Part of this history can be found at the Arkansas Studies Institute in downtown Little Rock, a modern renovation of two historic buildings on President Clinton Avenue. The vast collection includes boxes of old materials belonging to the Arkansas Coalition to Abolish the Death Penalty: decades of prison mail, meeting minutes, and a handful of correspondence with Hutchinson’s predecessors. In one letter, from 1989, Governor Bill Clinton responds to a prominent activist and longtime friend Freddie Nixon, who had urged him to intervene on behalf of a black man on death row named Barry Lee Fairchild, whom many believed to be innocent. “As you know our positions differ,” Clinton wrote back, “and I ask that you respect the prayer and deliberation on which mine is based.”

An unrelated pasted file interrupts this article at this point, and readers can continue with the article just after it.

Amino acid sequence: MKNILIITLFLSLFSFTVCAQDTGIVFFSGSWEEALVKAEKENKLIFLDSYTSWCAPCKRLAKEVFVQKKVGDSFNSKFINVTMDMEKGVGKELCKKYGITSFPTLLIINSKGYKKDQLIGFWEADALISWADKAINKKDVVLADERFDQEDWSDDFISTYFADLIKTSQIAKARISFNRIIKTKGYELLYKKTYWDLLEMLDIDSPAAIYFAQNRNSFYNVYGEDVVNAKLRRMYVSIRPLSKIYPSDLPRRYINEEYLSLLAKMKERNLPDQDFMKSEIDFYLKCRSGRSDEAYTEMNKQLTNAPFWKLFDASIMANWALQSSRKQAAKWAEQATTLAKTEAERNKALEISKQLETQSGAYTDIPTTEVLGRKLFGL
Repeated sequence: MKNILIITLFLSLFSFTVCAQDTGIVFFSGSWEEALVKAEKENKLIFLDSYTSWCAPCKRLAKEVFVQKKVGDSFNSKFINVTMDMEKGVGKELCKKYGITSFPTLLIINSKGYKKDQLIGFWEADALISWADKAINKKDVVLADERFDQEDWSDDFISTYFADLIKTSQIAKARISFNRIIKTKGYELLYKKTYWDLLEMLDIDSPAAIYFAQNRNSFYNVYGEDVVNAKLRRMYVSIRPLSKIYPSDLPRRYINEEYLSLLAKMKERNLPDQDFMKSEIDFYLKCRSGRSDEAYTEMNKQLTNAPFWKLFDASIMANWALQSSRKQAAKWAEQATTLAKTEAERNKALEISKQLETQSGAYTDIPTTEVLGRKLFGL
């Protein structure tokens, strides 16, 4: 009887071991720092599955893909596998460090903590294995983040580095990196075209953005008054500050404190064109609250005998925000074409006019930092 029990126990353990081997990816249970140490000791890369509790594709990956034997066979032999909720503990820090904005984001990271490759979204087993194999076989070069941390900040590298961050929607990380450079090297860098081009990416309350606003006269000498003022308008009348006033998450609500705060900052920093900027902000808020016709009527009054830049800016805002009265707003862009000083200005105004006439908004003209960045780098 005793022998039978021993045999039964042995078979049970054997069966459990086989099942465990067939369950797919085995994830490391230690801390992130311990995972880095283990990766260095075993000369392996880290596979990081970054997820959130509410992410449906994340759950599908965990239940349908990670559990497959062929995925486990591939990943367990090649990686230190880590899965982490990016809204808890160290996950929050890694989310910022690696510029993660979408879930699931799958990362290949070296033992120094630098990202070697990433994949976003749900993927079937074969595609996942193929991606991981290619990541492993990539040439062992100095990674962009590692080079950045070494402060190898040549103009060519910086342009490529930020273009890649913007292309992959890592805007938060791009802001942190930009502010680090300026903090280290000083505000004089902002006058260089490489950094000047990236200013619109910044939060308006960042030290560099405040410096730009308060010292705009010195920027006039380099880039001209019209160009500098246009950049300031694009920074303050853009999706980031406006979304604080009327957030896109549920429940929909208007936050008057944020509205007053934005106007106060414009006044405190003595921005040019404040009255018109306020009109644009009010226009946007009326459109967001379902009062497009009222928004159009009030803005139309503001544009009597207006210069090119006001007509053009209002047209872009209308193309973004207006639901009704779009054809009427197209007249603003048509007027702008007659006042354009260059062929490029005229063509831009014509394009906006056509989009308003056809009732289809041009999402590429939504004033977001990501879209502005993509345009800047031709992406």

Clinton restarted executions in 1990, ending a 26-year stretch without any deaths in the Arkansas death chamber. A bloody era followed. In January 1994, the state executed two men in a single night — a first in the country’s so-called “modern” death penalty period. A few months later, Nixon and her husband sent a letter to Gov. Jim Guy Tucker, with another urgent appeal. “Once again we are writing to you to request that you grant clemency to persons on Arkansas’ Death Row,” they wrote in July 1994. “The situation this time is even more extraordinary than the last.” The double execution had been “gruesome enough,” they continued. “This time, three are scheduled to die and all for one crime. What kind of justice requires three deaths? Please do not let Arkansas become another ‘Killing Field.’ Grant clemency to Darryl Richley, Hoyt Clines and James Holmes.”